k=1_kXkb_ln k = 0.ApplicationofMMLMethodology 451The solutions of the likelihood equations give us the ML estimators of the parameters , aand b. However, the ML estimatorscannot be obtainedexplicitly or numericallybecausetherstderivativesof thelikelihoodfunctioninvolvepowerfunctionsof theparameter,aswellastheshapeparametera.Toovercomethesediculties,wetakethelogarithmoftheYksasshownbelow:(2.1) ln Yk= ln k + ln Xk, k= 1, 2, . . . , n.Itisknownthattheln Yksareiidextremevalue(EV)randomvariableswiththeprob-abilitydensityfunctiongivenby(2.2) f(w) =1exp_w _exp_exp_w __, w R; > 0, R,where= ln bisthelocationparameterand= 1/aisthescaleparameter.We rst obtain the estimatorsof the unknown parameters in the extreme value distri-bution,andthenobtaintheestimatorsoftheWeibullparametersbyusingthefollowinginversetransformations:(2.3) a = 1/andb = exp().ThelikelihoodfunctionforlnXk,k = 1, 2, . . . , nisfoundbyusing(2.1)and(2.2):(2.4) L(, , ) =1nexp_n

k=1lnXk +ln k exp_ln Xk +ln k __.Forthesakeofsimplicity,weusethenotationsckinsteadofln kin(2.4).Then, it is obvious that maximizing L(, , ) with respect to the unknown parameters, andisequivalenttoestimatingtheparametersin(2.5),(2.5) ln xk= ck +k(1 k n),whenk EV(0, ).Thenthelikelihoodequationsaregivenby(2.6) ln L=1n

k=1ck1n

k=1g(zk)ck= 0 ln L=1n

k=1g(zk) n= 0and ln L=1n

k=1g(zk)zk1n

k=1zkn= 0,wherezk=k, (k = 1, 2, . . . , n)andg(z) = exp(z).TheMLestimatorsofthe extremevaluedistributionparametersarethe solutionsoftheequationsin(2.6). Becauseof theawkwardfunctiong(z), itisnoteasytosolvetheseequations. TheMLestimates are, therefore, elusive. Sinceit is impossibletoobtainestimatorsoftheunknownparametersinaclosedform, weresorttoiterativemethods.Howeverthatcanbeproblematicforreasonsofi) multipleroots,ii) non-convergenceofiterations,oriii) convergencetowrongvalues;452 H. Aydogdu,B. Senoglu,M.Karasee, Barnett [4] andVaughan[24]. If thedatacontainoutliers, theiterations for thelikelihoodequationsmightneverconverge,seePuthenpuraandSinha[17].To overcome these diculties,we use the method of modiedmaximum likelihoodin-troduced by Tiku [19,20], see also Tikuetal. [22]. The method linearizes the intractableterms in(2.6)andcallsthe resultingequations the modiedlikelihoodequations. ThesolutionsoftheseequationsarethefollowingclosedformMMLestimators(see[10, 11,23]and[25]):(2.7) = D E, = ln x[.] + c[.] +m and =B +B2+ 4nC2_n(n 2)(biascorrected)whereD=n

k=1(1 ak)(c[k] c[.])n

k=1bk(c[k] c[.])2, E=n

k=1bk(ln x[k]ln x[.])(c[k] c[.])n

k=1bk(c[k] c[.])2,ln x[.]=n

k=1bk ln x[k]m, c[.]=n

k=1bkc[k]m, =n

k=1(ak1), m =n

k=1bk,B=n

k=1(ak1)_(lnx[k]ln x[.]) E(c[k] c[.])andC=n

k=1bk_(lnx[k]ln x[.]) E(c[k] c[.])2.Then,by(1.2)and(2.3),theMMLestimatorsofand2areobtainedas(2.8) = (1 + ) exp()and 2=_(1 + 2 ) 2(1 + )exp(2)respectively.It should be noted that the divisor nin the denominator of was replaced by_n(n 2)asabiascorrection. SeeVaughanandTiku[25] andTikuandAkkaya[23]fortheasymptoticandsmallsamplespropertiesoftheMMLestimators.3. TheFisherinformationmatrixTheelementsoftheinverseoftheFisherinformationmatrix(I1)aregivenbyV11= 2__n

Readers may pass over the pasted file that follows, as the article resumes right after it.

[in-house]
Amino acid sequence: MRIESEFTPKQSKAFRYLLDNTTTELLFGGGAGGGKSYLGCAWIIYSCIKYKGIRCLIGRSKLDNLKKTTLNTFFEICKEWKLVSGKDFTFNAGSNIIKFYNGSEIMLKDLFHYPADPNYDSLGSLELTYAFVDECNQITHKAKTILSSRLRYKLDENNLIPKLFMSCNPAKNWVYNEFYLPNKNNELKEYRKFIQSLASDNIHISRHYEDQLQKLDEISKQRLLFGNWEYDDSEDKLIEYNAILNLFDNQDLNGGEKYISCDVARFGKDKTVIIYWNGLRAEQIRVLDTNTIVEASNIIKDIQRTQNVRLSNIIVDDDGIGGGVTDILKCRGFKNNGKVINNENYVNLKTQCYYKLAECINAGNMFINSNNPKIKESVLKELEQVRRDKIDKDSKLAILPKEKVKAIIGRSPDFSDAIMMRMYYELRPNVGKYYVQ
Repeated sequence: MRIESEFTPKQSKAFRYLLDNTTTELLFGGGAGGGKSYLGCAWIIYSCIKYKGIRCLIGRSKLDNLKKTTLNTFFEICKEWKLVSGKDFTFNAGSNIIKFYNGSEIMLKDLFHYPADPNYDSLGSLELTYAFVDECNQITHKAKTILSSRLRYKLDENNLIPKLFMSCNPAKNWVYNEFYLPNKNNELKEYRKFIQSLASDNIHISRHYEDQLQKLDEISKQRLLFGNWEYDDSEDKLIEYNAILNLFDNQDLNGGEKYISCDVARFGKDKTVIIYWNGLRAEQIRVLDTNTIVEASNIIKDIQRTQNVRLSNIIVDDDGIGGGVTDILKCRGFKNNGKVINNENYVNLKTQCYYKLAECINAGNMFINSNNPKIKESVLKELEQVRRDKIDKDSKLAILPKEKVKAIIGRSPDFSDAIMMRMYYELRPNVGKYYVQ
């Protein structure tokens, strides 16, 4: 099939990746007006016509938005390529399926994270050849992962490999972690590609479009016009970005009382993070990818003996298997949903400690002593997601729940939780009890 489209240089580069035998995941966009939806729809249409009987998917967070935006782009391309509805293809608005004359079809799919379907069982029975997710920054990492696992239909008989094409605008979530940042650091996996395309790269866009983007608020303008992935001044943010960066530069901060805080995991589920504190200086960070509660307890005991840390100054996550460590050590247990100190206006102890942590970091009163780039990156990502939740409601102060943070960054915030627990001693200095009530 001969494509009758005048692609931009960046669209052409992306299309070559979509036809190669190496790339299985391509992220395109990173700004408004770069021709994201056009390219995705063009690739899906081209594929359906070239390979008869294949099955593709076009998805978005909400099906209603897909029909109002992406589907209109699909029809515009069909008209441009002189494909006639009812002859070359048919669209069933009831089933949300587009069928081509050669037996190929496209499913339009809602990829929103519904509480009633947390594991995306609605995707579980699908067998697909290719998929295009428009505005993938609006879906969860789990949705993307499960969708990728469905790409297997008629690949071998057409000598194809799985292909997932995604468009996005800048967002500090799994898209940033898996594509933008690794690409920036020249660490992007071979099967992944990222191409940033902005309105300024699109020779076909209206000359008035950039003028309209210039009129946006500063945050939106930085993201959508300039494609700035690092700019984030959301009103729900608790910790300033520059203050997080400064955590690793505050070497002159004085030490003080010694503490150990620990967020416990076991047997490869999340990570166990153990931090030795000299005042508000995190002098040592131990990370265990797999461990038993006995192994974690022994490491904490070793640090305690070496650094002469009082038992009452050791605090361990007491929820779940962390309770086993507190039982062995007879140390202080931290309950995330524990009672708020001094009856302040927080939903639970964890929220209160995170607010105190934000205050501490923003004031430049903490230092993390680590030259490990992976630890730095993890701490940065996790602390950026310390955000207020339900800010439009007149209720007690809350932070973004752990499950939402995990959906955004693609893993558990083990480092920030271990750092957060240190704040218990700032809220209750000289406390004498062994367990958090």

k=1c2k_n

k=1ck_2_n_,V12= 2n

k=1ck__nn

k=1c2k_n

k=1ck_2_, V13= 0,V22= 2n

k=1c2k__nn

k=1c2k_n

k=1ck_2_+ (1 )2/n2,V23= 62(1 )/n2andV33= 62/n2,whereistheEulerconstant.It shouldbe notedthat the Fisher informationmatrix I is symmetric, so V21 =V12, V31 =V13 andV32 =V23. Thediagonal elements inI1providetheasymptoticvariances of the ML estimators, i.e., V ( ), V () and V ( ). These variances are also knownas the minimum variance bounds (MVBs) for estimating , and . The MML estimatorsApplicationofMMLMethodology 453areasymptoticallyequivalent totheMLestimatorswhenthe regularityconditionshold,see Bhattacharrya[5] andVaughanandTiku[25]. Therefore, we canconclude thattheMMLestimatorsarefullyecient, i.e., theyareasymptoticallyunbiasedandtheircovariancematrixisasymptoticallythesameastheinverseof I. SeeTable1for thesimulatedvariancesoftheMMLestimatorsin(2.7)andthecorrespondingMVBvalues.Table1. ThesimulatedvariancesoftheMMLestimatorsandthecorrespondingMVBvaluesSimulatedvariances MVBn 30 0.0132 0.0908 0.0054 0.0119 0.0828 0.005150 0.0069 0.0650 0.0031 0.0065 0.0623 0.0030100 0.0030 0.0424 0.0015 0.0029 0.0415 0.0015Itis clear fromTable1that thesimulatedvariances of theMMLestimators andthecorrespondingMVBvaluesbecomecloseasnincreases. Therefore,theMMLestimatorsarehighlyecientestimators.4. SimulationresultsAnextensiveMonteCarlosimulationstudywascarriedoutinordertocomparetheecienciesofthe MMLestimatorsandthe NP estimatorsgivenbelow;seeAydogdu andKara[3].(4.1) =n

k=1ln kn

k=1ln Xknn

k=1ln Xk ln knn

k=1(ln k)2_n

k=1ln k_2, 2= exp(2) 2eand =___rootof2 2ln 2 2 2= 0, < 0n

k=1k Xk/n

k=1k2 , 0 < 0.7n

k=1Xk/n

k=1k , > 0.7where=n

k=1lnkn

k=1ln Xk ln k n

k=1(ln k)2n

k=1ln Xk_n

k=1lnk_2nn

k=1(ln k)2and 2e=_n

k=1(ln Xk)21n_n

k=1ln Xk_2_ 2_n

k=1(lnk)21n_n

k=1ln k_2_n 2.All thecomputationswereconductedinMATLAB7. T